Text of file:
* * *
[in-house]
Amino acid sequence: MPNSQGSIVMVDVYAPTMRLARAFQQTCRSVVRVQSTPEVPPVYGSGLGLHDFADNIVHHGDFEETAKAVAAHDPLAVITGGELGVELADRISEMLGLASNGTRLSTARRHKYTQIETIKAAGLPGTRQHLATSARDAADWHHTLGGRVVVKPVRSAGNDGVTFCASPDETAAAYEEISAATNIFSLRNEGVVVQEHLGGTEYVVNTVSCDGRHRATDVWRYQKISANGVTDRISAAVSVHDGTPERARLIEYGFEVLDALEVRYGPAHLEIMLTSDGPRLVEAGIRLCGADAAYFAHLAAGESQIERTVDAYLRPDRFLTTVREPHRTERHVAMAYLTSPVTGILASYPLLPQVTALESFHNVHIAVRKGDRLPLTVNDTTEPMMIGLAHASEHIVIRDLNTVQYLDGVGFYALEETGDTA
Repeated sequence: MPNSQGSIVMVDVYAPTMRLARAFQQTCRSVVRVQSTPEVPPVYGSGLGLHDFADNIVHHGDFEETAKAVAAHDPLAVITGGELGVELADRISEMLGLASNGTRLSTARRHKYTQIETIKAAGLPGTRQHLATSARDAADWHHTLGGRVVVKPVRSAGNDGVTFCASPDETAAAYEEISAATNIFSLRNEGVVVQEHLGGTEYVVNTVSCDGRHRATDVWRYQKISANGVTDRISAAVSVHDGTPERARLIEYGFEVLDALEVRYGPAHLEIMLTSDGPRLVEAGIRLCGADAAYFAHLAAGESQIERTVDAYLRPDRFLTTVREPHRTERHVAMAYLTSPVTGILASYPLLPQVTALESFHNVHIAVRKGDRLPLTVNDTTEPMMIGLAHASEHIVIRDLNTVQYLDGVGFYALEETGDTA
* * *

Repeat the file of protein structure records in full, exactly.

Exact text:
[in-house]
Amino acid sequence: MPNSQGSIVMVDVYAPTMRLARAFQQTCRSVVRVQSTPEVPPVYGSGLGLHDFADNIVHHGDFEETAKAVAAHDPLAVITGGELGVELADRISEMLGLASNGTRLSTARRHKYTQIETIKAAGLPGTRQHLATSARDAADWHHTLGGRVVVKPVRSAGNDGVTFCASPDETAAAYEEISAATNIFSLRNEGVVVQEHLGGTEYVVNTVSCDGRHRATDVWRYQKISANGVTDRISAAVSVHDGTPERARLIEYGFEVLDALEVRYGPAHLEIMLTSDGPRLVEAGIRLCGADAAYFAHLAAGESQIERTVDAYLRPDRFLTTVREPHRTERHVAMAYLTSPVTGILASYPLLPQVTALESFHNVHIAVRKGDRLPLTVNDTTEPMMIGLAHASEHIVIRDLNTVQYLDGVGFYALEETGDTA
Repeated sequence: MPNSQGSIVMVDVYAPTMRLARAFQQTCRSVVRVQSTPEVPPVYGSGLGLHDFADNIVHHGDFEETAKAVAAHDPLAVITGGELGVELADRISEMLGLASNGTRLSTARRHKYTQIETIKAAGLPGTRQHLATSARDAADWHHTLGGRVVVKPVRSAGNDGVTFCASPDETAAAYEEISAATNIFSLRNEGVVVQEHLGGTEYVVNTVSCDGRHRATDVWRYQKISANGVTDRISAAVSVHDGTPERARLIEYGFEVLDALEVRYGPAHLEIMLTSDGPRLVEAGIRLCGADAAYFAHLAAGESQIERTVDAYLRPDRFLTTVREPHRTERHVAMAYLTSPVTGILASYPLLPQVTALESFHNVHIAVRKGDRLPLTVNDTTEPMMIGLAHASEHIVIRDLNTVQYLDGVGFYALEETGDTA